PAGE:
By Alana Wise
WASHINGTON (Reuters) – Former U.S. Republican presidential candidate Marco Rubio said on Thursday he would not be anybody’s running-mate in the Nov. 8 presidential election, slamming down rumors that he was seeking the vice presidential nod from former rivals.
“No, I’m not going to be anybody’s vice president… I’m not interested in being vice president,” Rubio told reporters on Capitol Hill.
Rubio also ruled out both seeking re-election to the U.S. Senate and a run for the Florida governorship, which was speculated as a potential next step for the first-term U.S. senator from Florida.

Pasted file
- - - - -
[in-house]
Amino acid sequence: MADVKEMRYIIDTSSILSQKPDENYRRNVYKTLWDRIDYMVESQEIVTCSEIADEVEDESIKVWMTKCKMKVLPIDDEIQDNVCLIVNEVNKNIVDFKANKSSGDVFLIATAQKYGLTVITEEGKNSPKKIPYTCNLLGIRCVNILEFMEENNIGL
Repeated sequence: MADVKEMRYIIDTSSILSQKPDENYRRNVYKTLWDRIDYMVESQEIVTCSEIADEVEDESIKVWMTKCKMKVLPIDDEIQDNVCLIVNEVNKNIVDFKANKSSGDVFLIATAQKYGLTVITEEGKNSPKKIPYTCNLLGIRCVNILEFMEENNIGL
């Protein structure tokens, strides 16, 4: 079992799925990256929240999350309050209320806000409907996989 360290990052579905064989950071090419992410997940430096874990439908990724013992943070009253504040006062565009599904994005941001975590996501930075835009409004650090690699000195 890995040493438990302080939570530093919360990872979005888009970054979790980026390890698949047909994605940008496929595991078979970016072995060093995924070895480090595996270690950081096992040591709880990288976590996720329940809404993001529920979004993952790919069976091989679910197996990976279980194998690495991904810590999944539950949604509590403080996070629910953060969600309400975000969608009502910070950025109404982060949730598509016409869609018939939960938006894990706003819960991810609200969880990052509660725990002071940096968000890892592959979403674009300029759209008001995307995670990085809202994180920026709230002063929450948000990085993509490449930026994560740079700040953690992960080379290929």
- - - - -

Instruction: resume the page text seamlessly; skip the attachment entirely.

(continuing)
“I’m going to finish out my term in the Senate over the next 10 months… and then I’ll be a private citizen in January,” he said.
Throughout his 2016 bid for the White House, Rubio repeatedly stated he was uninterested in returning to the Senate, instead focusing his campaign efforts solely on the Republican Party’s nomination.
Asked whether he would rule out a run for a political office in the future, Rubio said: “I’m not running for governor, I’m not running for re-election to the Senate. Beyond that, who knows?”
Rubio, once seen as the establishment favorite for the party’s nomination, suspended his campaign efforts on Tuesday following a loss in his home-state of Florida to party front-runner and political upstart Donald Trump.